So we dressed the Bear up and I drove her (with instructions to just stop by quickly, say hi, and come back) down the street and up their driveway. I walked the Bear to the door and knocked. Mrs X and the family dog came to the door, and she was surprised to see a trick or treater. Given the neighbourhood distances, we were probably the first to come by in a decade. I reminded her who we were (never taking it for granted that anyone who doesn’t see me often will remember exactly who I am), and said I just dropped by to quickly introduce my daughter to them.

Mrs X said hi to the Bear, complimented her on her costume, and seemed to immediately take to her. I mentioned at that point (since the Bear wasn’t saying anything) that she did not yet speak. This interested Mrs X. She had recently finished writing a book with a character that was ‘selectively mute’ and had done some research on this subject. I mentioned that the Bear was autistic, and she said that she had done some reading about autism too, and hinted that the character was on the spectrum.

Mrs X said that she would go and get a treat for the Bear, at which point I said that there was no need. She was on a selective diet, and I had just brought her over to introduce her, so that when they saw her they’d know who she was. Mr X was not home to meet the Bear, but Mrs X really seemed to take a shine to her. She wouldn’t take no for an answer on the treat, and asked what she could give her. After listing a few things (no, no, no...) she suggested a box of raisins, which I said would be okay. She invited us inside while she went to get them. Her voice seemed to be searching for something else, and then she asked if the Bear liked rocking horses? I said I thought so, so she said that they had one and she would pull it out.

Meanwhile, the Bear decided to go walking. Before I could grab her, she walked off into the darkened house. Crap. I’m inside the doorway in my shoes, the Bear has just walked off into their house, and Mrs X is down the hall off the kitchen trying to pull out the rocking horse. Something had to give, so I apologized and walked in. Meanwhile, the Bear had circled the front hallway and came into the kitchen from the opposite side. I came up the other side, helped Mrs X pull out a large fur and wood rocking horse, and finally everyone was in the same place, including the dog, (who also took a friendly interest in the Bear).

We put the Bear on the horse, and she seemed to enjoy it. I wish that I had a camera with me, since the opportunity to get a picture of my daughter in Hawaiian winter dress on a rocking horse does not come along that often. I mentioned that she was quite the daredevil and liked amusement rides, going on them at the local park where we had season’s passes.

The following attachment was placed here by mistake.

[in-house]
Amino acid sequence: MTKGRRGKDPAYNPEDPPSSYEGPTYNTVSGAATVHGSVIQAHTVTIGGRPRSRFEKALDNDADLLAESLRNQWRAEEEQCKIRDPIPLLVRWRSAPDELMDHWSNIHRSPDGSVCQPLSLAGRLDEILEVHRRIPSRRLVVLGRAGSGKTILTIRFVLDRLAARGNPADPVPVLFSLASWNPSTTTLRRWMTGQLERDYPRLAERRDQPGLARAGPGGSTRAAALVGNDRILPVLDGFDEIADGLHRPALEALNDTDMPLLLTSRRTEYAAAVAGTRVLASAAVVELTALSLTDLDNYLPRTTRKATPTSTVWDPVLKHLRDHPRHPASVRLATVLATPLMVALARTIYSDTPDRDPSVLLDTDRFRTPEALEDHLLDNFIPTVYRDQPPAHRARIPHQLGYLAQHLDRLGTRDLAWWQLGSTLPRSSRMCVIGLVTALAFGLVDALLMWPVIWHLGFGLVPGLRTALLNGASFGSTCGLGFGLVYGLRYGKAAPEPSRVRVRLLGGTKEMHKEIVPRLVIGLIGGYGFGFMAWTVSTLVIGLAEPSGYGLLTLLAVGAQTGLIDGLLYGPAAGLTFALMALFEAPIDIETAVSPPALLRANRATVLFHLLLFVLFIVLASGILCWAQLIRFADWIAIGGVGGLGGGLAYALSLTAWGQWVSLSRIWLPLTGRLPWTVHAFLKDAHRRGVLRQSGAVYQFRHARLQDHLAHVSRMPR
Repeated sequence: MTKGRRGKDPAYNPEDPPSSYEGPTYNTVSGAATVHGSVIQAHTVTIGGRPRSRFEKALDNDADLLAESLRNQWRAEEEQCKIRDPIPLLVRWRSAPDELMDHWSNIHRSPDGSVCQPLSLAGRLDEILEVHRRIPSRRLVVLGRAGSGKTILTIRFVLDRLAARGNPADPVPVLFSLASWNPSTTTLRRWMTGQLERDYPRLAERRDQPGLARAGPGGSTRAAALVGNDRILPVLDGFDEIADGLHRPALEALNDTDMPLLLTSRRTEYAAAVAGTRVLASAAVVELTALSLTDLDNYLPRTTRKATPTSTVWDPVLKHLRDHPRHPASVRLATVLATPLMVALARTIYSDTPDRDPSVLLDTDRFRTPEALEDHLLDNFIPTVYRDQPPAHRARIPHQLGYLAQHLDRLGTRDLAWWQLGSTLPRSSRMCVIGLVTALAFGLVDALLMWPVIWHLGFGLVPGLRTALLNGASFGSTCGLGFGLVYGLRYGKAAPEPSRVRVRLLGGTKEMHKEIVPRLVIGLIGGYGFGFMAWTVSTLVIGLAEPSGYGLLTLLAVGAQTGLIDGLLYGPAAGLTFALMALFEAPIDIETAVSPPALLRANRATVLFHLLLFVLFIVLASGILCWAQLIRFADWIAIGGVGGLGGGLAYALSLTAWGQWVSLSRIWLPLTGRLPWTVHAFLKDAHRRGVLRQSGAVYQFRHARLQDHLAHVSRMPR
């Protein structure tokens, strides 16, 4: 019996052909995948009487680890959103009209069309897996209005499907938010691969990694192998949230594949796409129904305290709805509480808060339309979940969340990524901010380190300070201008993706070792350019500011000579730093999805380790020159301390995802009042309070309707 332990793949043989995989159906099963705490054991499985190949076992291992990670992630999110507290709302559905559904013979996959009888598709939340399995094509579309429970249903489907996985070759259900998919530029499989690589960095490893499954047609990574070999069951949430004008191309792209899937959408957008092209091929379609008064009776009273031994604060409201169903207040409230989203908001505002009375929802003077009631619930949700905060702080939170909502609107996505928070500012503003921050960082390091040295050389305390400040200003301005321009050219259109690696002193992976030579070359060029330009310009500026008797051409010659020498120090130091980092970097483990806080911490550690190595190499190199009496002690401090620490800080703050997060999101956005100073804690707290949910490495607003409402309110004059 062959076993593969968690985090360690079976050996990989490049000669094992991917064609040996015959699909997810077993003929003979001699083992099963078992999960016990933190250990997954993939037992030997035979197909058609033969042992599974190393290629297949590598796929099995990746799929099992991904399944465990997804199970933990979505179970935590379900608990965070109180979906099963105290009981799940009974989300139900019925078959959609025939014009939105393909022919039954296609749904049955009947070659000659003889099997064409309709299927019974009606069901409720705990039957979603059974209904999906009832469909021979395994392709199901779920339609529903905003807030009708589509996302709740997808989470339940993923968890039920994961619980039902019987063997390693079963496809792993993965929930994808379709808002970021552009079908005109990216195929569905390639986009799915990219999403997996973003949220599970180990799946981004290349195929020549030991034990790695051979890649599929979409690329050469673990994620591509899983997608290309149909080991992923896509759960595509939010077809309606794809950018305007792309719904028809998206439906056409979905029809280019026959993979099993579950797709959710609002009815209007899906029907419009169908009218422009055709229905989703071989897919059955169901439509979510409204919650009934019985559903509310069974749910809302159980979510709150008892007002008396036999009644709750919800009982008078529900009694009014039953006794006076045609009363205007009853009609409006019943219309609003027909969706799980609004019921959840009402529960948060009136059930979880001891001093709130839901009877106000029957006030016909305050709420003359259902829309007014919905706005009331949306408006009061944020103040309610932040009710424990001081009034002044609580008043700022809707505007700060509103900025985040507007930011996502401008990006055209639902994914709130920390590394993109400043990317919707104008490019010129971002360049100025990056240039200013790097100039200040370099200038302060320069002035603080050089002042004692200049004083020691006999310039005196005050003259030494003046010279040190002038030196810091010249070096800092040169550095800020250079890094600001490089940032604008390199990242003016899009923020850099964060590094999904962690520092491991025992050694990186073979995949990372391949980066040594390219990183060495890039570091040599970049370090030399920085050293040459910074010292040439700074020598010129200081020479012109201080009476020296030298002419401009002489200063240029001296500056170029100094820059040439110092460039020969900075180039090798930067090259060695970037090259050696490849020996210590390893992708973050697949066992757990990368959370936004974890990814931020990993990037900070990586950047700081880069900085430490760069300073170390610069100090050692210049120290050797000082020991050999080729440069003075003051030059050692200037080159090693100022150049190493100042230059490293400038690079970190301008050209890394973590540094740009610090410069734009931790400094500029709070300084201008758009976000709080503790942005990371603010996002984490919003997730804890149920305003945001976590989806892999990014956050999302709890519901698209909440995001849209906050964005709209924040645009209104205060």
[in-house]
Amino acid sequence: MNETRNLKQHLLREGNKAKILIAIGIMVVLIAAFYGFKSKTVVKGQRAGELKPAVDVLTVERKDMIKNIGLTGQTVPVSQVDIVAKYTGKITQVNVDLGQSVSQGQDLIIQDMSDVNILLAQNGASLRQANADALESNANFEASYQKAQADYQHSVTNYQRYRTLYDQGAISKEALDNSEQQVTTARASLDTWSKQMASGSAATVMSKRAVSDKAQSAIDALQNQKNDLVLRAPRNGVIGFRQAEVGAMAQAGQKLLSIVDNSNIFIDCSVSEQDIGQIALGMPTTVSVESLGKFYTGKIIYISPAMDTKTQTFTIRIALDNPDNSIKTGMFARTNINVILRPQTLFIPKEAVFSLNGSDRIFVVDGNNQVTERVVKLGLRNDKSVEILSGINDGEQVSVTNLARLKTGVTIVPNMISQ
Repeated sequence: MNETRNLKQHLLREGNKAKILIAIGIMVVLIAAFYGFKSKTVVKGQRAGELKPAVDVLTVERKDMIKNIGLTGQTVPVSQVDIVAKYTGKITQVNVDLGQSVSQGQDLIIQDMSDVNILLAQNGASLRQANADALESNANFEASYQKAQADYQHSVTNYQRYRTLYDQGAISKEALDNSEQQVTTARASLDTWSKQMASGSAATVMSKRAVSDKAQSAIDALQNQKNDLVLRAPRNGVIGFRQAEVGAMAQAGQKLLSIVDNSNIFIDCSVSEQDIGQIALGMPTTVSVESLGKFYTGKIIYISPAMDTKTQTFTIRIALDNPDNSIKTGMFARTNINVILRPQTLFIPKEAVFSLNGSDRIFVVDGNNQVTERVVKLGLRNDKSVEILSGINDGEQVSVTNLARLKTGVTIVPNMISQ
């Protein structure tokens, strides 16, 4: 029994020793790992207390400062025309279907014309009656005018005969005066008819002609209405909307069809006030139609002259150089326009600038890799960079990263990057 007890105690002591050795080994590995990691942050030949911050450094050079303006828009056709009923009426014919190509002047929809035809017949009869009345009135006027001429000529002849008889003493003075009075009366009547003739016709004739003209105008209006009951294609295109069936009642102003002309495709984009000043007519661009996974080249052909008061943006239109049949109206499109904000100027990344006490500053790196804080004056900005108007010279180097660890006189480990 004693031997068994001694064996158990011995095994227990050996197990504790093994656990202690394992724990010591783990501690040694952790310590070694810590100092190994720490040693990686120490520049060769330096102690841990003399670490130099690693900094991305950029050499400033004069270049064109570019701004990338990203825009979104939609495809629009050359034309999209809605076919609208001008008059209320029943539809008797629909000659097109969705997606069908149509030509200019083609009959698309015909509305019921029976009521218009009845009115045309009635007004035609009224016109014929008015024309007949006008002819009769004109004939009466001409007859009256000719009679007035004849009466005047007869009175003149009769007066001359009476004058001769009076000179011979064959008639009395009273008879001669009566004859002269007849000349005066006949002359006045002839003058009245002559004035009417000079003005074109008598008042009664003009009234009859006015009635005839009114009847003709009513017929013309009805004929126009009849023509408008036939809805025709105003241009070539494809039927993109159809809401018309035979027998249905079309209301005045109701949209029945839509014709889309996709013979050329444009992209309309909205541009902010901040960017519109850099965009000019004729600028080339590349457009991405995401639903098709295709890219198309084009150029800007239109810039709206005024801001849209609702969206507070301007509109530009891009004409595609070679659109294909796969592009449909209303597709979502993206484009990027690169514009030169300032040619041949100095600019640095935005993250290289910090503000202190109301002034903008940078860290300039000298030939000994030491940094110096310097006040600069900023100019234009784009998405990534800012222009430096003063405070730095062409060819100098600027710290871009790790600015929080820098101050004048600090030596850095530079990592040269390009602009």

Mrs X appeared to be quite interested in the Bear, and seemed to want to do more. “Does she like horses?” I’m not really sure, I answered. “Well, I have to feed and water the horses later anyway, so would she like to see the barn?” Er, okay? I said that we’d only popped by to say hi and introduce the Bear, and didn’t want to be any trouble, but Mrs X ducked the opportunity to politely shoo us off. So off we went to the barn. I carried the Bear as the path was a bit mucky, and continued to carry her though the barn and stables.

The barn was quite large, with about 20 horses (both theirs and boarders). Mrs X took us round and introduced each horse and its history, one by one, including a mother with a new colt. The Bear did not smile much, but she was clearly interested. She watched and took everything in, and was quite content to be carried around the barn. She patted a couple of the horses (hand over hand) and bopped a couple of horses that appeared too interested in tasting her lei and her grass skirt. Mrs X remarked on several occasions that she looked quite observant and also quite intelligent (which is a good way to make her Dad feel proud). Mrs X knew someone else in the neighbourhood (largely defined) who had an autistic son, and talked about him and his experiences.

We had a good chat about a lot of things, including but not limited to the Bear, got a good tour of the barn and the indoor riding area, looked (unsuccessfully) for the barn cat, and watched Mrs X give hay and water to each of the horses. Again, she seemed quite taken with the Bear, and ducked the opportunities I gave her to politely usher us on our way.

After the tour, she walked us back to our vehicle, and said that we could come by any time. I mentioned that my wife and I were not horse people (we’re probably the only ones in the neighbourhood who are not, although Momma Bear has ridden before), so that this was all new to us. Mrs X then mentioned teaching the Bear to ride, and I’m pretty sure that she actually offered to teach her. I’m not sure if I heard that correctly, and I’m not going to push the point. Mrs X did also mention that riding was probably good for autistic children. Living in horse country at least gives the Bear more of an opportunity, but on that we will have to see if she is interested.